“We must believe in the principle of hope — the assumption that life can be different than it is now.” — Henry Giroux, “Zombie Politics and Culture.”
Santa, what I want for Christmas is hope. I’ve made a list of some things that I would like to see happen in this country before too long — before everything falls apart completely:
• President Obama and friends, in spite of the recalcitrant Congress, will continue to get the Affordable Care Act up and running.
• Those tea party types wake up soon with at least a smidgen of empathy and compassion and an inclination to cooperate.
• The economy will improve so that the income of the average American will stop declining.
• The taxes of the wealthy are raised enough so that we don’t need to suffer more government shutdowns, more unemployment, less help for the needy, etc. As Patricia Gray wrote in her poignant letter to the editor on Dec. 12: “We need to care for each other and share the bounty of the Earth. What is our government, which claims to be a democracy, doing to share the wealth of this nation?”
• The Citizens’ United law is reversed so that corporate interests lose at least some of their political influence.
• College fees are brought back down to a point where most can afford it without going into interminable debt.
• Football is outlawed because of the number of serious concussions suffered by so many of the players.
• Those in charge of Wal-mart, Inc. will become less greedy and alter its business practices — including paying its employees living wages and discontinuing its practice of exploiting its suppliers.
• Our government leaders will grow up and learn to work together. It is reported that this is the least productive Congress ever, with the fewest laws passed.
• Our democracy will survive and eventually flourish in spite of the fact that at the present time our political, media and financial institutions, as described by Giroux, are “without a soul.”
I know I’m asking for a lot, Santa. You are very busy this time of year. But losing hope is one of the most dangerous things that can happen to any of us, because it makes us feel that we are losing control of our lives and depression can take hold. We wonder if it isn’t more conducive to our mental health to just not care any more — to try to protect our little corner of the world as best we can and live for whatever enjoyment and distraction today can bring and forget about the rest. We see so many people around us doing this, we wonder if we, who have been so concerned and caring up till now, should join what seems to be uninvolved majority.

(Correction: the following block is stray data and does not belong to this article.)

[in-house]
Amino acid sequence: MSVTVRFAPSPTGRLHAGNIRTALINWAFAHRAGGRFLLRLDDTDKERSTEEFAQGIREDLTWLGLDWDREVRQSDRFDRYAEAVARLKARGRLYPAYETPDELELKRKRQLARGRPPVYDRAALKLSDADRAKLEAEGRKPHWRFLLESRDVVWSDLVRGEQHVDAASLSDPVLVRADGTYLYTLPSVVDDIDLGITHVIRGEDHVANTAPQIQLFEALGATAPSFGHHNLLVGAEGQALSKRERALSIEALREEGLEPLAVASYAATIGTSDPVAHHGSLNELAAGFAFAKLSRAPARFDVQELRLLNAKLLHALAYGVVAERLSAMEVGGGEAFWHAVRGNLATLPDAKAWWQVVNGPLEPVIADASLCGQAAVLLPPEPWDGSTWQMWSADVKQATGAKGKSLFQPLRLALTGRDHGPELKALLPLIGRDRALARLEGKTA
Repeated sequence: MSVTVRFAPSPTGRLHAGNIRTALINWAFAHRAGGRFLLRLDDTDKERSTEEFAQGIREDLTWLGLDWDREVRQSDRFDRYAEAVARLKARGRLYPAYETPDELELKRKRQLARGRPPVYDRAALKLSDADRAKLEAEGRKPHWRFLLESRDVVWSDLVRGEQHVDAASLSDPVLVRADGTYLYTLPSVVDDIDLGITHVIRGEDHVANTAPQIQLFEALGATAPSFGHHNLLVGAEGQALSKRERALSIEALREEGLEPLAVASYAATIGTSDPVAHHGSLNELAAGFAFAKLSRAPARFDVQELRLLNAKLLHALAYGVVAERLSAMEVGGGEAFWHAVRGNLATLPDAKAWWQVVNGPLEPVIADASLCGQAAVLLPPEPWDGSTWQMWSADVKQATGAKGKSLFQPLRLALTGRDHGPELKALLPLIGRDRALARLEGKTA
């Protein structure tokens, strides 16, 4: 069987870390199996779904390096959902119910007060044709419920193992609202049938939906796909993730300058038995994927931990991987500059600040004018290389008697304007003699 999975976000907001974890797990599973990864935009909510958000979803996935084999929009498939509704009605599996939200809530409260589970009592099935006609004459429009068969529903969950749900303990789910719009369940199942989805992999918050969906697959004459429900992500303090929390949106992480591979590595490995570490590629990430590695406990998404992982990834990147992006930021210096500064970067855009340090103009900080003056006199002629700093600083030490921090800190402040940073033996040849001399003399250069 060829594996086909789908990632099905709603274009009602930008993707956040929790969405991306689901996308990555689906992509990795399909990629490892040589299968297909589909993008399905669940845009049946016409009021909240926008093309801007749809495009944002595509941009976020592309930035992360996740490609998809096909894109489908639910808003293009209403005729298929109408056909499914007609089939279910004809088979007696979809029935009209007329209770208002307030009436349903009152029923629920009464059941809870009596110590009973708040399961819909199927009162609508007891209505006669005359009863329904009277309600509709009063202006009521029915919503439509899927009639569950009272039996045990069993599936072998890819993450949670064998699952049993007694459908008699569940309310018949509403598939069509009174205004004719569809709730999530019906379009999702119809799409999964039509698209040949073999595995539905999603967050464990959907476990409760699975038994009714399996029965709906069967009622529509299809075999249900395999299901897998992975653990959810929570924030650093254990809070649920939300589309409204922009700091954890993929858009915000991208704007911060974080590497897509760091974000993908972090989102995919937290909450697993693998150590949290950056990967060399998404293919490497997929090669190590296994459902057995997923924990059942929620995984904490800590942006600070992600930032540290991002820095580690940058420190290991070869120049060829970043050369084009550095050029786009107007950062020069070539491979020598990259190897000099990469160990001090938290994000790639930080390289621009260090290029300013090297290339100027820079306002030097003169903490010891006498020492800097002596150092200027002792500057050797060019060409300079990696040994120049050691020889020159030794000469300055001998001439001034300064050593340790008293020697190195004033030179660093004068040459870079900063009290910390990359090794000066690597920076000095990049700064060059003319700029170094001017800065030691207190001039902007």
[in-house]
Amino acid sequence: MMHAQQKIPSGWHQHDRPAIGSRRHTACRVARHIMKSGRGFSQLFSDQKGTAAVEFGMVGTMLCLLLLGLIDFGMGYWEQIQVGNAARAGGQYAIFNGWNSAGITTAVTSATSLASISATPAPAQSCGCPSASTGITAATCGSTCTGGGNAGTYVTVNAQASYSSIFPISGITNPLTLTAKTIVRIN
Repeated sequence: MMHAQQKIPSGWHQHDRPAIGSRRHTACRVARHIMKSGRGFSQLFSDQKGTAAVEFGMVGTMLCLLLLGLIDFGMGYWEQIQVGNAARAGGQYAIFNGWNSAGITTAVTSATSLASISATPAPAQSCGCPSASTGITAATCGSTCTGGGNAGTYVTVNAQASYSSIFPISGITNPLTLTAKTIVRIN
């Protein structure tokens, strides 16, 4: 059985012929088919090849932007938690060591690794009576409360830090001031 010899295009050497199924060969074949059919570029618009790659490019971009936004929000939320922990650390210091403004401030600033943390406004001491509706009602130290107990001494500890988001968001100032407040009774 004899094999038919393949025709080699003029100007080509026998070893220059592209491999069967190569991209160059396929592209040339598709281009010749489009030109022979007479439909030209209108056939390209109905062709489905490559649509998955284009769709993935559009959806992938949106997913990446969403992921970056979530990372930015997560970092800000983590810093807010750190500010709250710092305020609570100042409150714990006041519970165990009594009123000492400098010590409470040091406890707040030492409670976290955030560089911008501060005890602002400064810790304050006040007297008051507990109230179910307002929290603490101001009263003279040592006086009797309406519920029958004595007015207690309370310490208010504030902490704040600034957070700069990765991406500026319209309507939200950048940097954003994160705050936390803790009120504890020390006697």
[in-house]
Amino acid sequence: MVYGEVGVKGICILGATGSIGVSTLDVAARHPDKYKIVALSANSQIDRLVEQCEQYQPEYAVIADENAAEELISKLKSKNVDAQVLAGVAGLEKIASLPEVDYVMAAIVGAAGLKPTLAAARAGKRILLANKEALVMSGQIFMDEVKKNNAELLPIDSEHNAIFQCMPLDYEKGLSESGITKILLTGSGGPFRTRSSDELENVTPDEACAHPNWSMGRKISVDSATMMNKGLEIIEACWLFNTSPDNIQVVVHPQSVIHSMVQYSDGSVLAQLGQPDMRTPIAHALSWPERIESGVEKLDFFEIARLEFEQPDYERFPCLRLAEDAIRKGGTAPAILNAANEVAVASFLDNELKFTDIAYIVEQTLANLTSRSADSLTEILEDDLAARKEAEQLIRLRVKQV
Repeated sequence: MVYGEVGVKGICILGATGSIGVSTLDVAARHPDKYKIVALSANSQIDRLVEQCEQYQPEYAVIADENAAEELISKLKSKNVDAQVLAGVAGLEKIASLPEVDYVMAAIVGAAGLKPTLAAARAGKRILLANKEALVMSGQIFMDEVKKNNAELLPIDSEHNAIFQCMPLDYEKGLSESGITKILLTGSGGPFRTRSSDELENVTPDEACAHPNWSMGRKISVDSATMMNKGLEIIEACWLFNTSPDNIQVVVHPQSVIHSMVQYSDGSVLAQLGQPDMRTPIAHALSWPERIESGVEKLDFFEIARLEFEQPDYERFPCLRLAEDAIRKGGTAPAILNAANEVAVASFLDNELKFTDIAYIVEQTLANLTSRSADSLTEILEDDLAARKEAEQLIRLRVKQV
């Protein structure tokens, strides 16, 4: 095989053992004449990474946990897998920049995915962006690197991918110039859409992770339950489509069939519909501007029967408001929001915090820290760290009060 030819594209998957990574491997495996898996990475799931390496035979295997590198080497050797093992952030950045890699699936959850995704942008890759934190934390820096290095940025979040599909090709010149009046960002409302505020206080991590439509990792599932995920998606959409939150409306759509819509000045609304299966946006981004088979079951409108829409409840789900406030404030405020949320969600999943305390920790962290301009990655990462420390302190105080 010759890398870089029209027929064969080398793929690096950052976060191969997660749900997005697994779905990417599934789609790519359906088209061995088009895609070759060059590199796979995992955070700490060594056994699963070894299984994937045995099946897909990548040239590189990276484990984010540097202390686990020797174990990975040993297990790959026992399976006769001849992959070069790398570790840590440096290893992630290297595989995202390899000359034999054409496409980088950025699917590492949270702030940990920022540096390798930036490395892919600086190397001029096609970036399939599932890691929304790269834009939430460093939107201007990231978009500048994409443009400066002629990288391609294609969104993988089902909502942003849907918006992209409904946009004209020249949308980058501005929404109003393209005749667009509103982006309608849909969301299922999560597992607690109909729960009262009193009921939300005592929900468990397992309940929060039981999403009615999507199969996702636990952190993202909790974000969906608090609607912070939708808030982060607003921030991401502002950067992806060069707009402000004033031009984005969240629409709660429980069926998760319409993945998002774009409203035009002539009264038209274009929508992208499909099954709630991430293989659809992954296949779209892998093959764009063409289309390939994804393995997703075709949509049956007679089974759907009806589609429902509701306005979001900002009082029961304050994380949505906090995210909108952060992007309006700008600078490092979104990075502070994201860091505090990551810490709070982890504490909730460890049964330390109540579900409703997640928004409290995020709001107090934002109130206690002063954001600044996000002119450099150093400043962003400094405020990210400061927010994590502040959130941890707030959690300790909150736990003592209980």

Making our own choices, taking responsibility for our own actions and trying to fight injustice, irresponsibility and dishonesty seems so futile. But the belief that we are capable and competent to make some change is critical to our health and happiness. This is basic to self-confidence and self-respect. It is necessary to optimism, which is inextricably meshed with hope.
We have to feel some hope in order to survive. We have to enjoy considerable hope in order to be happy. Santa, I know you would tell me that it helps, when we’re on the verge of hopelessness, to try to do something to alleviate the problems that underlie our declining optimism. We need to do something this holiday season that sustains or renews hope in our lives and in the lives of others. We need to let this holiday season be a reminder of our ability to create joy, to give of ourselves, to come together in goodwill and to rekindle the warmth of love and the feeling that there may be hope for humankind after all. And though the days of winter may seem dark and dreary and events may be dismaying and depressing, we can light a candle, offer cheerful greetings and do whatever we can to improve life, especially for our loved ones and those in need.
Let’s hope that there are enough people in this country who have the empathy, compassion, sense of responsibility, honesty, decency and common sense to prevent our flailing democracy from sinking even deeper into the depths of the capitalistic abyss that is overwhelming and corrupting it.
And we need to keep in mind what Gordon Livingston, author of “We Get Too Soon Old and Too Late Smart,” wrote: “Like all values we teach our children — honesty, commitment, empathy, respect and hard work — the extreme importance of hope is taught by example.”
Thanks for listening, Santa! I feel better already!
Since 1984, Dorothy Dimitre has written more than 700 columns for various local newspapers. Her email address is firstname.lastname@example.org.